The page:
PPP Investment Models: HAM, Swiss Challenge, Kelkar Committee

[op- ed snap]  Strategy to revitalize PPPs in India


Mains Paper2| Government policies and interventions for development in various sectors and issues arising out of their design and implementation.

Prelims: Asian Development Bank, GDP

Mains level: This article is important with respect to Mains as it highlights the concerned problems relating to PPP in infrastructure sector and how it can be solved.


  1. India’s infrastructure deficit continues to persist despite the relative catch-up in recent years.
  2. The Asian Development Bank, in its report titled “Meeting Asia’s Infrastructure Needs”, has estimated that $4.36 trillion is needed to fix India’s infrastructure deficit by 2030.
  3. While currently India is spending around $120 billion per year.
  4. India’s debt-to-gross domestic product ratio is relatively high (65%) and with already stretched finances, the government’s ability to fund new assets will remain constrained.

Problems with Private investment

1.      The weakening economic growth and the debt overhang problem have constrained both the capacity and flow of private investment in asset creation.

2.      Even the successful awards in roads, rail, airports and other infrastructure segments have been mired in implementation challenges, affecting the private sector’s capacity to invest afresh.

3.      To fix India’s infrastructure needs private arm of public-private partnerships (PPPs) will need to contribute at least $90 billion every year for the next 10 years, entailing a potential borrowing of at least $55-60 billion a year. That is quite a large sum for the stretched balance sheets of lenders and investors.

Areas of Focus in PPP

1.      Long-term credit and procurement processes.

  • The situation has aggravated sharply, with the non-performing assets (NPAs) of domestic lenders mounting.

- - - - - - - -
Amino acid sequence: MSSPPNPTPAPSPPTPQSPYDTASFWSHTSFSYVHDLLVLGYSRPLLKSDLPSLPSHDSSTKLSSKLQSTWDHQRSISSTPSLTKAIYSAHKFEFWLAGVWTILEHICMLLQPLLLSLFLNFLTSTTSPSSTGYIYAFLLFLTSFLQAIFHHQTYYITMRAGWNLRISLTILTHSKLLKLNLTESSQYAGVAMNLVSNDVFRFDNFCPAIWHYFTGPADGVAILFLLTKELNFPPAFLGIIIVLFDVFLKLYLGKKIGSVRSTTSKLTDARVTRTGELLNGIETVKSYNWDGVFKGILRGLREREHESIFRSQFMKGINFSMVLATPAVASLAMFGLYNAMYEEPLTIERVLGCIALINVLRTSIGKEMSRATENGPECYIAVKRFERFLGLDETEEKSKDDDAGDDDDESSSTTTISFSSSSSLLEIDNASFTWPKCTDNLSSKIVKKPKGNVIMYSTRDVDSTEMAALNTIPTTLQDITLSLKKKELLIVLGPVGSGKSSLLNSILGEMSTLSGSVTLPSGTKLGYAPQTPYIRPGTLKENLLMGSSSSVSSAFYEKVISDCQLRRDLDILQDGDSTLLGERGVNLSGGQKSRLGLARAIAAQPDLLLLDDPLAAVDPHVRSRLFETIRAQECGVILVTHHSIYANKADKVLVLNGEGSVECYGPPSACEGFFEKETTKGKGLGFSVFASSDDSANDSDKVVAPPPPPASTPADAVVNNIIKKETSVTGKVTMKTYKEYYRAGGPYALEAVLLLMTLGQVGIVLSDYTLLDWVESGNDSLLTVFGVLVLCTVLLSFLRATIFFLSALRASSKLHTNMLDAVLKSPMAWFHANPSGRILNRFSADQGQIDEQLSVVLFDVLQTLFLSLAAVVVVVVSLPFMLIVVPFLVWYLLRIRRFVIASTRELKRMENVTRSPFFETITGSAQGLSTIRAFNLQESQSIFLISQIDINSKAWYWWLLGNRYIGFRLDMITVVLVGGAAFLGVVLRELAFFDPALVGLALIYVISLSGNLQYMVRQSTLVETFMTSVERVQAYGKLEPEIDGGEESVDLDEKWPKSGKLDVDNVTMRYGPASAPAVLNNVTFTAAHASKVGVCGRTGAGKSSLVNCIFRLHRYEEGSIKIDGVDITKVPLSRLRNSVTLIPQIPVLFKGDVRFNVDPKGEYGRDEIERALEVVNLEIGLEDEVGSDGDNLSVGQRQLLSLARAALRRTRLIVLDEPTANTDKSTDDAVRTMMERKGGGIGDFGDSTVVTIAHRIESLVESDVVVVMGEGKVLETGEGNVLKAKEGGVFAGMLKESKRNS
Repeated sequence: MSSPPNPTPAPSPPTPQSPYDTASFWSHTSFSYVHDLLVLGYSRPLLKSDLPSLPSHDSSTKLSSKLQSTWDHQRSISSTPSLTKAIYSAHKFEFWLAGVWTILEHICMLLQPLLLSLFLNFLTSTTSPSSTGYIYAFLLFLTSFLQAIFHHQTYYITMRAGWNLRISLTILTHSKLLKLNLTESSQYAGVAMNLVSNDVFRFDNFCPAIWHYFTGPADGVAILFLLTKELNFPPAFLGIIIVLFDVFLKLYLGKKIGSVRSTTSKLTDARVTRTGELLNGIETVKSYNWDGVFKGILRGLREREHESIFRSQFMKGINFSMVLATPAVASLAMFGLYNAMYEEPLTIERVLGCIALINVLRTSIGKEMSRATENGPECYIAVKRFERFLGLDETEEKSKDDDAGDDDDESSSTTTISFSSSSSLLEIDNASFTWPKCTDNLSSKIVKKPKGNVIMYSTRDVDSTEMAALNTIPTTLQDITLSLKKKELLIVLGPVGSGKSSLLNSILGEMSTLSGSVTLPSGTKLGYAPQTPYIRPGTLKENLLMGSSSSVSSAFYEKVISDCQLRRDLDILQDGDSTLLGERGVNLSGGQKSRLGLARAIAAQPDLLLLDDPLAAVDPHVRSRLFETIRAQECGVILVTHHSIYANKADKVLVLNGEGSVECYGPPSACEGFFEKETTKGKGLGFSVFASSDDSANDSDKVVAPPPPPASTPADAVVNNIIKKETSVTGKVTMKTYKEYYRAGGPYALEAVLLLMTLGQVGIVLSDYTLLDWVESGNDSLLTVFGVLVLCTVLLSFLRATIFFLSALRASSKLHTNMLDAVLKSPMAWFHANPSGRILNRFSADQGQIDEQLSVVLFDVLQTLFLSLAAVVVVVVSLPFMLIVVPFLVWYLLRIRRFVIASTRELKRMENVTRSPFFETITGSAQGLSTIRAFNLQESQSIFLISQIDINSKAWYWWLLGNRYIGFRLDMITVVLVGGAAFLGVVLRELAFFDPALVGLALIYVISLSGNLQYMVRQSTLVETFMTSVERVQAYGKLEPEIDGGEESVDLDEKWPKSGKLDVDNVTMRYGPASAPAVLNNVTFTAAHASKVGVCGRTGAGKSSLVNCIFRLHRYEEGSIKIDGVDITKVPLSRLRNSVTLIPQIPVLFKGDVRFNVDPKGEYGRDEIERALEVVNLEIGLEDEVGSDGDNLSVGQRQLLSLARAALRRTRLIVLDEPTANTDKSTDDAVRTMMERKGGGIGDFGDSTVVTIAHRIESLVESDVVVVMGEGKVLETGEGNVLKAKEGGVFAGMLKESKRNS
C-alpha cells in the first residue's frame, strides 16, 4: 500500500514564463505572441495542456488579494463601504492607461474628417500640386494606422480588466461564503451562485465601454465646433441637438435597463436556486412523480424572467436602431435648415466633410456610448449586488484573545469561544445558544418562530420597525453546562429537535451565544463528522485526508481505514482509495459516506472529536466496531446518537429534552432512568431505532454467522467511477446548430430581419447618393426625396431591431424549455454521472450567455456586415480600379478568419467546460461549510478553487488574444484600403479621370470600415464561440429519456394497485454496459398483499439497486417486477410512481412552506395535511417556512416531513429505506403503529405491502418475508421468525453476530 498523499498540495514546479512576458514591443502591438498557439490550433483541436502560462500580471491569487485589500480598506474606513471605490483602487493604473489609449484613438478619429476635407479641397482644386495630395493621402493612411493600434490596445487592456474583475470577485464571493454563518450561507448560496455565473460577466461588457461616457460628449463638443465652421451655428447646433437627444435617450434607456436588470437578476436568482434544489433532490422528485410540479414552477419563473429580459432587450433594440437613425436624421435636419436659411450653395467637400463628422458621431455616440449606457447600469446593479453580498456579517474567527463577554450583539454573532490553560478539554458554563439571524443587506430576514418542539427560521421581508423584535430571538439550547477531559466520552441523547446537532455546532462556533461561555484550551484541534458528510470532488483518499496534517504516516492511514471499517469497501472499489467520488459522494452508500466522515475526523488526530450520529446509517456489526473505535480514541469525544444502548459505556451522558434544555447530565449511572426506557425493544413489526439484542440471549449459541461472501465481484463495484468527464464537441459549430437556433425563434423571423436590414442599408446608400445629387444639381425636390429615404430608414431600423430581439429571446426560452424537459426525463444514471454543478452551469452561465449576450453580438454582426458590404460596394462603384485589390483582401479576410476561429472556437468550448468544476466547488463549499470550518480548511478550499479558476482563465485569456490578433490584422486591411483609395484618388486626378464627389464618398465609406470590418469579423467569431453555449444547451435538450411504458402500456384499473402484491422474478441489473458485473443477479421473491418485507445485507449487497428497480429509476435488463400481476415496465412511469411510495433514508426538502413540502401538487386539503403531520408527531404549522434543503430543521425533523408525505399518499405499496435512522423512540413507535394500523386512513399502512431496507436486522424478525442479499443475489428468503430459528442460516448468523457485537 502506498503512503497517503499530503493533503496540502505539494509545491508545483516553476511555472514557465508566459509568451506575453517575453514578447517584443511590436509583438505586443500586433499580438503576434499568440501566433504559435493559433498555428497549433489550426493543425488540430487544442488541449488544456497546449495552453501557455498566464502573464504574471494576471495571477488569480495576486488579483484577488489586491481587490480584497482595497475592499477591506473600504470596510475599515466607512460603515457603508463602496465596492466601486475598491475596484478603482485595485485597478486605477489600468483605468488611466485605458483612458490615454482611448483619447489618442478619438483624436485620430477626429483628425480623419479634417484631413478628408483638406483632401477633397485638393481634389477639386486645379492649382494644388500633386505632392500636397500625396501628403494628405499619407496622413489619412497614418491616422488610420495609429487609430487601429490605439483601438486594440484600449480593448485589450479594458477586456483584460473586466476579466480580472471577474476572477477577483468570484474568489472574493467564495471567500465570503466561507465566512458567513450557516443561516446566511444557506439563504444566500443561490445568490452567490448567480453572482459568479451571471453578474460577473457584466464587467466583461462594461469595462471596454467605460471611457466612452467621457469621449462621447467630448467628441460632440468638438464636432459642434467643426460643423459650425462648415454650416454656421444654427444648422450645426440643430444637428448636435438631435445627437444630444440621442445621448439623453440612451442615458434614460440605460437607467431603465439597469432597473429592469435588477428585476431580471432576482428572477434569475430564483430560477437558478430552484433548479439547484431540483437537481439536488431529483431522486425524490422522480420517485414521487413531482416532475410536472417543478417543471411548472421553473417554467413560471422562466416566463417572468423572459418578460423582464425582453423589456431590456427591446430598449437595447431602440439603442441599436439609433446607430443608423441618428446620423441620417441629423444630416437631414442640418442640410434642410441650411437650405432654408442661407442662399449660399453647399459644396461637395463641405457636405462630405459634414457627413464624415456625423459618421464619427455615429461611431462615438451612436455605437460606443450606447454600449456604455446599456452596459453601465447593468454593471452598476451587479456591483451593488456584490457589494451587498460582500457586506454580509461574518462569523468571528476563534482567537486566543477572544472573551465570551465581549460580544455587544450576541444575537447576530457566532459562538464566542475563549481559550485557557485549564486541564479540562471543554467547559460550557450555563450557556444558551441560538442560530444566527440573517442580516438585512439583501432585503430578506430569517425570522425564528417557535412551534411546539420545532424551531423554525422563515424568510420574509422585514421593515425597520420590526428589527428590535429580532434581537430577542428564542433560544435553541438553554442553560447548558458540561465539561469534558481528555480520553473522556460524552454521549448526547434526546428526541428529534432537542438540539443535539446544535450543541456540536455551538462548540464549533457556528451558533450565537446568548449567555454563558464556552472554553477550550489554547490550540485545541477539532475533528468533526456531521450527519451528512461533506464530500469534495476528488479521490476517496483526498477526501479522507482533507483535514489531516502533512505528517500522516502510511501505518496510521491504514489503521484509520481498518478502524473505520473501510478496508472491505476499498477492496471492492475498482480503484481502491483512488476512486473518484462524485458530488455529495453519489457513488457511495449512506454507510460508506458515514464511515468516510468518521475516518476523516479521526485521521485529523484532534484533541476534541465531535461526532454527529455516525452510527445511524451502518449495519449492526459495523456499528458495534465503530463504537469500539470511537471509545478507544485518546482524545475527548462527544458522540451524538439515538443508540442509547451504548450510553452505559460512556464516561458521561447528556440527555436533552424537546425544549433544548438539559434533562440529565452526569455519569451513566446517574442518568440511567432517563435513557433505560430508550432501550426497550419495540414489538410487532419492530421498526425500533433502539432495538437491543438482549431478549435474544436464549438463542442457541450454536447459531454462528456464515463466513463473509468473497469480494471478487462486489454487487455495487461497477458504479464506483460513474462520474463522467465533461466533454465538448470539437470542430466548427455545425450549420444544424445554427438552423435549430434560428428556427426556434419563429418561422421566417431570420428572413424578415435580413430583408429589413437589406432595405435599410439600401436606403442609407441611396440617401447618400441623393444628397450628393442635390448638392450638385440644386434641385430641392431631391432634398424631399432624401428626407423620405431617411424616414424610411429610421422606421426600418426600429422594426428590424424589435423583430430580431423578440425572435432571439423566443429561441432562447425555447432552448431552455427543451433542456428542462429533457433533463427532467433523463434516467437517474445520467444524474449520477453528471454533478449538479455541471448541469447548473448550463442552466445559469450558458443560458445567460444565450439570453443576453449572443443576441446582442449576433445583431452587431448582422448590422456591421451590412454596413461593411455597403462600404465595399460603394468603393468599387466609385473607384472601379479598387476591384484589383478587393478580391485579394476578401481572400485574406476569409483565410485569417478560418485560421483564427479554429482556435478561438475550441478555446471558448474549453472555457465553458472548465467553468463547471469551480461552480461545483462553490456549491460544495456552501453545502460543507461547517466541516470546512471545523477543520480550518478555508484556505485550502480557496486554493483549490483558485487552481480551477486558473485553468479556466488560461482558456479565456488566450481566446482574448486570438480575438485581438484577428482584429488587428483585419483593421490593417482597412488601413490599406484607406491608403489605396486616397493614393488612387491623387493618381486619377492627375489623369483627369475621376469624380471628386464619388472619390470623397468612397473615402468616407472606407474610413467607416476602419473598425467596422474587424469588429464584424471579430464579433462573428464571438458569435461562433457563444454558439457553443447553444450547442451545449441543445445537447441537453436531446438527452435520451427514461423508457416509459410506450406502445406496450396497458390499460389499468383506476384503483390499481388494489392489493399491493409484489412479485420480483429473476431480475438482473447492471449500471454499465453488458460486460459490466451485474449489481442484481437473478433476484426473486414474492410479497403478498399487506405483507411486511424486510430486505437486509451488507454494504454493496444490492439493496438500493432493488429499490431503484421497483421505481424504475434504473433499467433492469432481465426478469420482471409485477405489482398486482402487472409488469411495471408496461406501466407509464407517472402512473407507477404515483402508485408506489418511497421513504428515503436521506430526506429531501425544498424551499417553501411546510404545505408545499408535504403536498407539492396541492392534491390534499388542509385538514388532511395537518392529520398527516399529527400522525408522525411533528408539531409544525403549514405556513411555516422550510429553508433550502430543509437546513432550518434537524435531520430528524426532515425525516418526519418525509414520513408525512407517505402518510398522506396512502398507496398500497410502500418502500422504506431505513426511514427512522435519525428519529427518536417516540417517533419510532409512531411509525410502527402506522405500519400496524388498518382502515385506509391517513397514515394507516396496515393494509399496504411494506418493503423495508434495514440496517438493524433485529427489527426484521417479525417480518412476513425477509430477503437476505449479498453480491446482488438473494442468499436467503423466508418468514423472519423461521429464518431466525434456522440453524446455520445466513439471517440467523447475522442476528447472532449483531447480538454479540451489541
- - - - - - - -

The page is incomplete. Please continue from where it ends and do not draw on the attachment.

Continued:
• The international credit and financing market is an avenue but high-quality sponsors and assets remain few.
  • The inability of project development and procurement agencies to adopt fairer risk-sharing principles has contributed to the financing challenge.

2.      Poor Projects

  • Inadequate preparedness and risk allocation has contributed to the lack of large capital.
  • Bonds have worked well overseas as a source of project finance but the corporate or municipal bond market in India is still not deep enough to support long-term credit and refinancing commitments, unless backed by sovereign guarantees, which are difficult to come by.
  • High project risks, poor entity rating and regulatory uncertainties also make yield-based structures difficult to implement.

3.      Market making

  • Financial institutions like India Infrastructure Finance Co. Ltd and the National Infrastructure Investment Fund (NIIF) should lead the market-making role by securing foreign capital and providing equity support to critical infrastructure projects.
  • It is important in the current scenario of high NPAs.

4.      Elongated timelines due to lack of institutional capacity in the project-award process have been hurting.

  • Single-window clearance has rarely worked and inability to resolve disputes during the implementation stage has been a big deterrent for high-quality investors.
  • The whole value-for-money principle that favours PPPs over traditional public sector procurement is defeated with time and cost overruns resulting from delayed pre-development and procurement activities.

Way Forward

1.      Restructuring of PPP contracts should be through objective process.

2.      The changes in concession contracts needs to be based on asset risk profiles, market conditions, technology impacts, investor appetite and bankability

3.      Experience reveals that strong leadership can make a big difference. The Delhi Metro is a good example.

4.      The same quality of leadership is required for all mega projects, whether implemented by the government or its agencies or by the private sector.


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